Saturday, October 24, 2009

Homespun Snacks

If you have kids, you know expensive it can get to keep them in food. I have two boys, ages 10 and sixteen, which means I constantly feel as if I’m feeding a small army. Make enough food for them and a hungry husband for three meals a day, then factor in snacks, desserts, and their hobbit-like eating habits (second breakfast anyone?), and you create a quite hefty grocery bill.
Thus, homemade snacks. I try to set aside a day each month for putting these things together, then pop them in the freezer. This way, the kids can throw them in the microwave and have a snack without eating everything in the fridge. Cool, huh? Try it out.

Homemade Hot Pockets
The great thing about these is that the option are endless. Make teriyaki chicken if you want, or apple cinnamon. The only limit is your imagination!

First make:
Really Easy Pizza Crust
1 packet yeast
1¼ C warm water
2 tbsp. oil
1 tsp. salt
4 cups flour

Mix ingredients. Rise for 15 to 30 minutes. Spread on greased pizza pan or baking sheet (Sprinkle the pan liberally with corn meal after greasing it - really improves the texture and non-stick quality of the crust). Top with sauce, cheese, and desired toppings. Bake at 425 12-20 minutes.

Then (using Pizza crust dough):
After rising, roll dough out as thin as possible. Use a glass or biscuit cutter to cut out rounds in even numbers. Chop up meat & cheese (see below) for filling, add sauce to moisten if desired. Place a spoonful of filling on half of each circle. Fold the other half of circle over, & then seal. Poke vent holes in the top for steam to escape. Bake at 425 for 10 minutes. Cool, then freeze in Ziploc freezer bags. To serve: Heat in microwave for 1 - 2 minutes.

Some Popular Variations:
Broccoli, ham, & cheddar - Steam broccoli until just done. Drain. Slice up prepared ham or ham lunchmeat. Grate some cheddar cheese, then mix it all together. Continue with Hot Pocket recipe as directed.

Sausage, egg, & cheese - brown loose sausage in pan. Drain. Scramble a few eggs, breaking up as little as possible. Grate some cheddar or cut American into pieces. Mix.

Pepperoni pizza - Cut up some pepperoni slices and mozzerella cheese. Add just enough pizza sauce to moisten.

Ham & Cheese Muffins
These are great for a quick breakfast.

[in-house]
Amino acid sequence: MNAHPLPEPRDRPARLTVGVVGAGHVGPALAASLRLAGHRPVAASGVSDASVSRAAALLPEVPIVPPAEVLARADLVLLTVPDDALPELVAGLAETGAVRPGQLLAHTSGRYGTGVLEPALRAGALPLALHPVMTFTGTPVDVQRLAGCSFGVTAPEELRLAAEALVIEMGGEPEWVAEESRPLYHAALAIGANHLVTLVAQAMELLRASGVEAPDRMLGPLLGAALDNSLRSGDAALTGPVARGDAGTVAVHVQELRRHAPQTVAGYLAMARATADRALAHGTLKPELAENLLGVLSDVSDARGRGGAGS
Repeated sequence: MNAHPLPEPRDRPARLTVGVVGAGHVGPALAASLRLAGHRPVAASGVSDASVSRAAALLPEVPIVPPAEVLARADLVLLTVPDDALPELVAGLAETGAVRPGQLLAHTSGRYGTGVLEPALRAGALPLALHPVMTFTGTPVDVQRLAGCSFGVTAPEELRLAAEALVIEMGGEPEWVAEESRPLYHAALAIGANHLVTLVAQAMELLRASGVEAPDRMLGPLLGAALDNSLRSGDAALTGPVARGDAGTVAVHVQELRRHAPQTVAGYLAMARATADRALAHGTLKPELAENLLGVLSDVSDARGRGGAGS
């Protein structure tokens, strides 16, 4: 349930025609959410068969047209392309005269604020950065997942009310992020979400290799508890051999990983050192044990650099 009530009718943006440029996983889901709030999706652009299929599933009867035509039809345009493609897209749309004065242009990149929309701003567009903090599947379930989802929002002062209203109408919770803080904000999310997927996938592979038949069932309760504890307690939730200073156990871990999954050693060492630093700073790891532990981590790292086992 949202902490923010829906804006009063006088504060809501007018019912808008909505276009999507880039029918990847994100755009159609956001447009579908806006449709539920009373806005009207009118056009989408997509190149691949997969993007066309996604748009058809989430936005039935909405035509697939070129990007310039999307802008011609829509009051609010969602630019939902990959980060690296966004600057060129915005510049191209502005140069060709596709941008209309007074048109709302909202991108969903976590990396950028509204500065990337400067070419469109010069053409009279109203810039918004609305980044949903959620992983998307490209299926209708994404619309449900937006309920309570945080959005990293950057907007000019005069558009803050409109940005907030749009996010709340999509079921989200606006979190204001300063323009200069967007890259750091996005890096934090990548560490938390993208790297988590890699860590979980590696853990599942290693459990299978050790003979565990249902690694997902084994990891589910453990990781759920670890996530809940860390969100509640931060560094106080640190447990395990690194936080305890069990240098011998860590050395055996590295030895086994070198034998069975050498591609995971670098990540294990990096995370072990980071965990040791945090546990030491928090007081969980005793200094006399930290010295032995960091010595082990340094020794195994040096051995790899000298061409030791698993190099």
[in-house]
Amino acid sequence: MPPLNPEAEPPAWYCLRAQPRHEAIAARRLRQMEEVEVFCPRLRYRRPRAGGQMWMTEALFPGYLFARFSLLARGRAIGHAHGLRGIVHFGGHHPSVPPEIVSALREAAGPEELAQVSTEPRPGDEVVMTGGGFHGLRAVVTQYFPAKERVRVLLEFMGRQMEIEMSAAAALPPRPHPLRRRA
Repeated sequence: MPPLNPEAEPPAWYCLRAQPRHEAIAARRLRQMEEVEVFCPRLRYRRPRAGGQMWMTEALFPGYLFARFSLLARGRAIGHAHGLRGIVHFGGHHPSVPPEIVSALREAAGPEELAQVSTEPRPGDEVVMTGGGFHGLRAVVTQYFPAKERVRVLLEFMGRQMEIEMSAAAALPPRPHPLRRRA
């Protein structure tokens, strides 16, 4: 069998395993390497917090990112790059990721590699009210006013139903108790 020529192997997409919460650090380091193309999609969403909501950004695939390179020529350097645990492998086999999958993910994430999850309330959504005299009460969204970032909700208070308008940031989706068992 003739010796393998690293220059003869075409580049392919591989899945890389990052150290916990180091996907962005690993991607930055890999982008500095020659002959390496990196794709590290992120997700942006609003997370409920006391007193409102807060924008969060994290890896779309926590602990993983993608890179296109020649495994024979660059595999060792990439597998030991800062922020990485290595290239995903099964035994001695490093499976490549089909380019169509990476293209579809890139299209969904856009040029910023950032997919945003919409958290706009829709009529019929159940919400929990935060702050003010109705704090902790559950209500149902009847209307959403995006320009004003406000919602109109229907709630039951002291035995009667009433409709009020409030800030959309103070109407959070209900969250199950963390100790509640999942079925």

2 C self-rising flour
½ tsp baking soda
1 C milk
½ C mayonnaise
½ C finely chopped fully cooked ham
½ C shredded Cheddar cheese
In a large bowl, combine flour and baking soda. Combine remaining ingredients; stir into dry ingredients just until moistened. Fill greased or paper-lined muffin cups two-thirds full. Bake at 425 degrees F for 16-18 minutes or until muffins test done. Cool, then freeze in Ziplocs. Reheat for 30 seconds in microwave to serve.
As a substitute for each cup of self-rising flour, place 1½ teaspoons baking powder and ½ teaspoon salt in a measuring cup. Add all-purpose flour to measure 1 C.

Master Muffins
A more traditional muffin, these can be customized endlessly. Try blueberries for a purist approach, or experiment with combinations like peaches and crystallized ginger, apples and cinnamon, cranberries and walnuts, etc. Good stuff!
1½ C all purpose flour
¾ C white sugar
2 tsp baking powder
1 egg, beaten
¼ C canola oil
½ C milk
1 C. any fresh fruit or combination of fruits

Preheat oven to 400ยบ F. In a mixing bowl, stir together dry ingredients. Combine beaten egg, oil and milk, and then add to dry ingredients until just moistened. Gently stir in fruit. Put foil liners in muffin tin and divide batter evenly, filling each liner approximately ¾ full. Bake approximately 20-25 minutes. Cool, then freeze in Ziplocs.

Hot Chocolate/Chocolate Milk Mix
4 C powdered milk
1½ C unsweetened cocoa powder
2 C sugar
½ tsp salt

Combine ingredients and mix well. Store in airtight container. Use 1/4 cup per cup of milk or boiling water.

Tuesday, October 13, 2009

Cheap Foods That Taste Good Part 2

Chicken Fried Steak with Cajun Cream Gravy
When I am craving steak, but my budget won‘t allow it, I make this. It satisfies the meat and potatoes urge, and it’s just so good! Serve with mashed potatoes and steamed corn or peas. Yum!

6 good quality cube steaks.
2 eggs
1 tbsp water
1 cup Panko bread crumbs
½ C. flour
1 tbsp cracked black pepper
2 C. milk
3 tbsp vegetable oil

Whisk together the eggs and water in a shallow bowl. Put flour in a second shallow bowl, and panko in a third. Dip each cube steak in turn into first the flour, then the egg, then the panko. Heat a large skillet over high heat. Carefully slide two breaded cube steaks into the hot skillet, taking care to avoid splashing the hot oil. Fry for about 3 minutes on each side, then remove to a cookie sheet and keep warm in the oven. Repeat until all the cube steaks are fried. When they are all warming in the oven, turn the skillet down to medium. Add about two tbsp. of flour to the skillet and whisk until smooth. Slowly add the milk, whisking after each addition. Stir in the cracked black pepper. Serve the steaks with gravy and mashed potatoes.

Mediterranean Sausage Pasta
Who needs those fancy Italian restaurants? Well, I do, but when I can’t have them, this serves the purpose rather nicely. And it’s so easy! Serve with good bread and a green salad.

1 lb. angel hair pasta
1 lb. Italian sausage, hot or sweet
2 cups fresh mushrooms ( I like to use a mix of white and shitake, but any will do!)
1 clove garlic, minced
1 red bell pepper, diced
6 leaves fresh basil, torn
1 tsp. salt
1 tsp. crushed red pepper
1 tbsp. olive oil

In a large pot, put water on to boil. Meanwhile, in a large skillet, heat olive oil over medium heat. Add mushrooms and cook until they have released most of their moisture. Add sausage. Cook until well browned. Add garlic and bell pepper and continue frying until everything is just cooked through. Cook pasta according to package directions. Drain. Stir the sausage mixture into the pasta, adding crushed red pepper and salt as you do. Add a dash of olive oil and serve.

24 Hour Pork Shoulder
This dish requires a little planning, but it’s one of the most rewarding foods I know. Almost as good as real BBQ, it’s great for a crowd (or just to have leftovers), and is so little work that it feels like cheating! Serve with coleslaw, BBQ sauce, Rolls, and some potato salad. Summer in the winter!